Microsoft POSIX subsystem is one of four subsystems shipped with the first versions of Windows NT, the other three being the Win32 subsystem which provided the primary API for Windows NT, plus the OS/2 and security subsystems.

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Microsoft POSIX subsystem
Initial releaseJuly 27, 1993; 29 years ago (1993-07-27)
Operating systemMicrosoft Windows
PlatformIA-32, Alpha, MIPS, PowerPC
SuccessorWindows Services for UNIX
Standard(s)POSIX.1 standard
(IEEE Std 1003.1-1990 / ISO/IEC 9945-1:1990)
TypeCompatibility layer

This subsystem implements only the POSIX.1 standard  also known as IEEE Std 1003.1-1990 or ISO/IEC 9945-1:1990  primarily covering the kernel and C library programming interfaces which allowed a program written for other POSIX.1-compliant operating systems to be compiled and run under Windows NT. The Windows NT POSIX subsystem did not provide the interactive user environment parts of POSIX, originally standardized as POSIX.2. That is, Windows NT did not provide a POSIX shell nor any Unix commands like ls. The NT POSIX subsystem also did not provide any of the POSIX extensions that postdated the creation of Windows NT 3.1, such as those for POSIX Threads or POSIX IPC.

The NT POSIX subsystem was included with the first versions of Windows NT because of 1980s US federal government requirements listed in Federal Information Processing Standard (FIPS) 151-2.[1] Briefly, these documents required that certain types of government purchases be POSIX-compliant, so that if Windows NT had not included this subsystem, computing systems based on it would not have been eligible for some government contracts. Windows NT versions 3.5, 3.51 and 4.0 were certified as compliant with FIPS 151-2.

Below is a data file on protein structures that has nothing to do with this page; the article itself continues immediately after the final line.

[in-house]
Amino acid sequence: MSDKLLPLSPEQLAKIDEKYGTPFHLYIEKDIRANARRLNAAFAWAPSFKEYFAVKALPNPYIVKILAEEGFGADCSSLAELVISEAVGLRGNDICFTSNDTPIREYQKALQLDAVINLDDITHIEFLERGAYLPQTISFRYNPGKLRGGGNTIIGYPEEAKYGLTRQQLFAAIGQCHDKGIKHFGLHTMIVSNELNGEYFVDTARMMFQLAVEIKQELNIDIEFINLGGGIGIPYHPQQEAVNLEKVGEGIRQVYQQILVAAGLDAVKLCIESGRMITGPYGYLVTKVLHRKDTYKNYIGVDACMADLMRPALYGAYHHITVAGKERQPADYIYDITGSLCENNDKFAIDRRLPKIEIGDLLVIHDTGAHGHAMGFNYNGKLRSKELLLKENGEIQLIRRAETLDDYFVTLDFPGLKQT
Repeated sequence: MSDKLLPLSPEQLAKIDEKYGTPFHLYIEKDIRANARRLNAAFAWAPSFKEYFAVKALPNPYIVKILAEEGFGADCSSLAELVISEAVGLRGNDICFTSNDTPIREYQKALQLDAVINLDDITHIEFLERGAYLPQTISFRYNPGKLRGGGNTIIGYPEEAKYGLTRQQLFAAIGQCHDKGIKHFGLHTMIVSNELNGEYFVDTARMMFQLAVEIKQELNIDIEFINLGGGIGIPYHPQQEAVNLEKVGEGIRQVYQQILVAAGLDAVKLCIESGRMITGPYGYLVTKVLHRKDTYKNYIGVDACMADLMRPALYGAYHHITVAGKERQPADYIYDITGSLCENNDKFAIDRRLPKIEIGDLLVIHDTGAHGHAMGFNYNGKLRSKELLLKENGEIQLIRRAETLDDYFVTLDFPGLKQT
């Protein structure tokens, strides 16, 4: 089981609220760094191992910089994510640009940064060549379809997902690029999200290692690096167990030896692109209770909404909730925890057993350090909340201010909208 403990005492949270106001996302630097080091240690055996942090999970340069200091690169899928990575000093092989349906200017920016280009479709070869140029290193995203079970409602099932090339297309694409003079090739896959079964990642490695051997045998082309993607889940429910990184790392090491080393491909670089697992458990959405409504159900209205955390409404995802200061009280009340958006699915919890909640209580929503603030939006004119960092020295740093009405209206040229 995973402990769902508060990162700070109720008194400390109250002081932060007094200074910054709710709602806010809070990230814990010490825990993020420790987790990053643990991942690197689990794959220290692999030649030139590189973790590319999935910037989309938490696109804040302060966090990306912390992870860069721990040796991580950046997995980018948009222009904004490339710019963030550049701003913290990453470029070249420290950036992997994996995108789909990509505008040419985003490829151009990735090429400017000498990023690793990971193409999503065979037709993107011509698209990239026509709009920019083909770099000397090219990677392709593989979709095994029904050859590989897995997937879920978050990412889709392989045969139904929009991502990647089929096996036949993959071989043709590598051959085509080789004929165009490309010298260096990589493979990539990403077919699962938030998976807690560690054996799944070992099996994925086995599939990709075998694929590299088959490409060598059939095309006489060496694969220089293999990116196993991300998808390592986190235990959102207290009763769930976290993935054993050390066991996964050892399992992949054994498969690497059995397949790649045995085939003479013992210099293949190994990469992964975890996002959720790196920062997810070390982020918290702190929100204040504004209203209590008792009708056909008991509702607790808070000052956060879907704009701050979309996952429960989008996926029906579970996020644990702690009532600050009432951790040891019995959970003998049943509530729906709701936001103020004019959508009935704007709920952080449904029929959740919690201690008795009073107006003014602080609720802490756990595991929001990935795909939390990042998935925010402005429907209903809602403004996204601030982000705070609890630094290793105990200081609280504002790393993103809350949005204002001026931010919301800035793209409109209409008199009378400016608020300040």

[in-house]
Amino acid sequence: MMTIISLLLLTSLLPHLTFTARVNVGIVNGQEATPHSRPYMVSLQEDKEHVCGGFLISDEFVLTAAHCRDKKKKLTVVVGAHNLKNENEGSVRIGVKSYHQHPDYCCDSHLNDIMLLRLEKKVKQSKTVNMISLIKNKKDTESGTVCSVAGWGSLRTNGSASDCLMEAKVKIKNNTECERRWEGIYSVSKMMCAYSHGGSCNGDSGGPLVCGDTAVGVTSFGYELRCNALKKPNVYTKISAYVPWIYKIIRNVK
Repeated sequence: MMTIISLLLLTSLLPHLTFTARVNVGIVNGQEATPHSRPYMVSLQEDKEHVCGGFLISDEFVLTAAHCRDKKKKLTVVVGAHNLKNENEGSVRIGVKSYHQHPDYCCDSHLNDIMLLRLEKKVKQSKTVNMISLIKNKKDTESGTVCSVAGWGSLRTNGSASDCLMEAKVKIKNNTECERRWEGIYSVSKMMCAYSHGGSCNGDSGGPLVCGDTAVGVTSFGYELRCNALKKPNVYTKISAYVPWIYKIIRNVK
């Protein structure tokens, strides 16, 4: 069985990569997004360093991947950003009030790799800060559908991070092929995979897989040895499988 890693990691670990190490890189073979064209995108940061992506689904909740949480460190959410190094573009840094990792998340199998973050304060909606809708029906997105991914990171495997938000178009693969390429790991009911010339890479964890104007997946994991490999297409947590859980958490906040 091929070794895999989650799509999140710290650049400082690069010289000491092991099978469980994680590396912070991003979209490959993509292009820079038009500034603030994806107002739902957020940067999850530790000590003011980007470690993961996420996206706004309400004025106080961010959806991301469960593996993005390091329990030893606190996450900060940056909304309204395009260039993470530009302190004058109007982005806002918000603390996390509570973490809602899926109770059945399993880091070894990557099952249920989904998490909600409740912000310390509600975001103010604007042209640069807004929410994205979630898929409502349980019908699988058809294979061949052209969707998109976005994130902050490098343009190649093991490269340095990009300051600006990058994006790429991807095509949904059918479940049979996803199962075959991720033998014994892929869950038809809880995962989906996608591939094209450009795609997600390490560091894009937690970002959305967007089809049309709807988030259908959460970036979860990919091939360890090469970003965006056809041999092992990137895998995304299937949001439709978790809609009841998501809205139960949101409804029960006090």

The runtime environment of the subsystem is provided by two files: psxss.exe and psxdll.dll. A POSIX application uses psxdll.dll to communicate with the subsystem while communicating with posix.exe to provide display capabilities on the Windows desktop.

The POSIX subsystem was replaced in Windows XP and Windows Server 2003 by "Windows Services for UNIX",[2] (SFU) which is based in part on OpenBSD code and other technology developed by Interix, a company later purchased by Microsoft.[3][4][5][6] SFU was removed from later versions of Windows 8 and Windows Server 2012. SFU is logically, though not formally, replaced by the Windows Subsystem for Linux[7] (WSL) in the Windows 10 Anniversary Update and Windows Server 2016 Version 1709[8][9] respectively.